The Iran-Pakistan border. (snotch / flickr)

Virtually unnoticed, since late 2001, Iran has held some of al Qaeda's most senior leaders. Several of these operatives, such as Yasin al-Suri, an al Qaeda facilitator, have moved recruits and money from the Middle East to central al Qaeda in Pakistan. Others, such as Saif al-Adel, an Egyptian that served as head of al Qaeda's security committee, and Abu Muhammad al-Masri, one of the masterminds of the 1998 U.S. embassy bombings in East Africa, have provided strategic and operational assistance to central al Qaeda. The Iranian government has held most of them under house arrest, limited their freedom of movement, and closely monitored their activities. Yet the organization's presence in Iran means that, contrary to optimistic assessments that have become the norm in Washington, al Qaeda's demise is not imminent.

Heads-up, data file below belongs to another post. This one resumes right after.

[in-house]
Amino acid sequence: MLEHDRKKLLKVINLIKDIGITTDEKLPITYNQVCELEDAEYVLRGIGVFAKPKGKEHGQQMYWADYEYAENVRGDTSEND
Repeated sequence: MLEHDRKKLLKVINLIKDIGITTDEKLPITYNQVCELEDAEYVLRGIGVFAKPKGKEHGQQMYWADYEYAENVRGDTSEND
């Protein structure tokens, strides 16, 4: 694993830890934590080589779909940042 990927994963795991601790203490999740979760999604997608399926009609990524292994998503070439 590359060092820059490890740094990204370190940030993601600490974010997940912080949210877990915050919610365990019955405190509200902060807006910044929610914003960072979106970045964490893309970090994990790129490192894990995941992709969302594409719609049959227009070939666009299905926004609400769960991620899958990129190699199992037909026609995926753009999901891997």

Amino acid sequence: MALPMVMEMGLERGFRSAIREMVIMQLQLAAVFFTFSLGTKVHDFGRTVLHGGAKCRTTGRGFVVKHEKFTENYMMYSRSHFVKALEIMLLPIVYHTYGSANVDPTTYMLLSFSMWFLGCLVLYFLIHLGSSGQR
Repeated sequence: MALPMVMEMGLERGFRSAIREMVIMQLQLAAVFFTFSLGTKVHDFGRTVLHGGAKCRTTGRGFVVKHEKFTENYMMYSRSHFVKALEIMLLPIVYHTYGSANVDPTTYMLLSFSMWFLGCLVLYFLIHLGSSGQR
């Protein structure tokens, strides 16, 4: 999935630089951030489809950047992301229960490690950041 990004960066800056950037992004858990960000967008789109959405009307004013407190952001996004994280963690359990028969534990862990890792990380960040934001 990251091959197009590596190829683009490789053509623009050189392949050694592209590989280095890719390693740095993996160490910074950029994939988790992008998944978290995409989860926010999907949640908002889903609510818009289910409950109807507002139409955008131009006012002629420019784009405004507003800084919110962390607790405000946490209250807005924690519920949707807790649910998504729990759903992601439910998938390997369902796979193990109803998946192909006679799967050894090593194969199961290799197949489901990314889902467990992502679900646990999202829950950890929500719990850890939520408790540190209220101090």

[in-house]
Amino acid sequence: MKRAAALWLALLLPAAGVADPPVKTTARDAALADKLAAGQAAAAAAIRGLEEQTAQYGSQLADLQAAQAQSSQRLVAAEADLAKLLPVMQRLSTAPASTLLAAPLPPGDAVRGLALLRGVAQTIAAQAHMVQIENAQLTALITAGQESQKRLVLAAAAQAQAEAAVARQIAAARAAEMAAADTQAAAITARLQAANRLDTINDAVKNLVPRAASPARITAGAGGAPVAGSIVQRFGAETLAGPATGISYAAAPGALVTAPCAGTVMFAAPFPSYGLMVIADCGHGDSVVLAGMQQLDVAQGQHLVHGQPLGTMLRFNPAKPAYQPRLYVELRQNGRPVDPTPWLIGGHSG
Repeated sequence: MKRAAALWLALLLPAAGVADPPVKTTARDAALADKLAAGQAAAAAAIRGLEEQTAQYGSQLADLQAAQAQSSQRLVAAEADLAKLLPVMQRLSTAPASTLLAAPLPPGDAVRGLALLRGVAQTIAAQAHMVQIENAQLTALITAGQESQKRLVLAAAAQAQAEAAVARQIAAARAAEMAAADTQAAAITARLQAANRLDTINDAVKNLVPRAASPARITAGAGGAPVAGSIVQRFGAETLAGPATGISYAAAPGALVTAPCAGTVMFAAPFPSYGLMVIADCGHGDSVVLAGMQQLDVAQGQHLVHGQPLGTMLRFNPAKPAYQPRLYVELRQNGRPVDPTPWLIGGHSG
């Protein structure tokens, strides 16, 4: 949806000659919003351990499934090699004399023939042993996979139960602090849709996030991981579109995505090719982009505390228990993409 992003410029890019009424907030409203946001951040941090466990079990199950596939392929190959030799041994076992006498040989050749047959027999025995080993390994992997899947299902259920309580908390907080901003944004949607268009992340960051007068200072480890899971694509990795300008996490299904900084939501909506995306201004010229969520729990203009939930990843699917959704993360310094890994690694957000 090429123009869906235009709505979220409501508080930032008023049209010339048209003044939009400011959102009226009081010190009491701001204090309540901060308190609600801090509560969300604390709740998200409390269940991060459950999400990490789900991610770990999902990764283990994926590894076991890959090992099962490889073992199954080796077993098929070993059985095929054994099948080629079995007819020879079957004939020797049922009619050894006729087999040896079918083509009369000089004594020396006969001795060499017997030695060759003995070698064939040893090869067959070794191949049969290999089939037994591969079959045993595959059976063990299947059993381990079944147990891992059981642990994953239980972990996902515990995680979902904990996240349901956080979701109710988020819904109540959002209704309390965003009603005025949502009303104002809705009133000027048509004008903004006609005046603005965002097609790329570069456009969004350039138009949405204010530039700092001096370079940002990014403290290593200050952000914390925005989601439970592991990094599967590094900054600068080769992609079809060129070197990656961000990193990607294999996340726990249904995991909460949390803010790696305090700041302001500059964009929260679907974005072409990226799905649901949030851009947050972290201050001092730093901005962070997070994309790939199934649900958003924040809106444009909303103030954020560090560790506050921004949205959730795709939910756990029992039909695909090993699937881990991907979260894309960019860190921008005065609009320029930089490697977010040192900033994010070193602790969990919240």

Perhaps more disturbing, Iran appears willing to expand its limited relationship with al Qaeda. Just

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  • SETH G. JONES is Senior Political Scientist at RAND and author of Hunting in the Shadows: The Pursuit of al Qaeda Since 9/11. Between 2009 and 2011, he served at U.S. Special Operations Command, including as a Plans Officer and Senior Adviser to the Commanding General of U.S. Special Operations Forces in Afghanistan.
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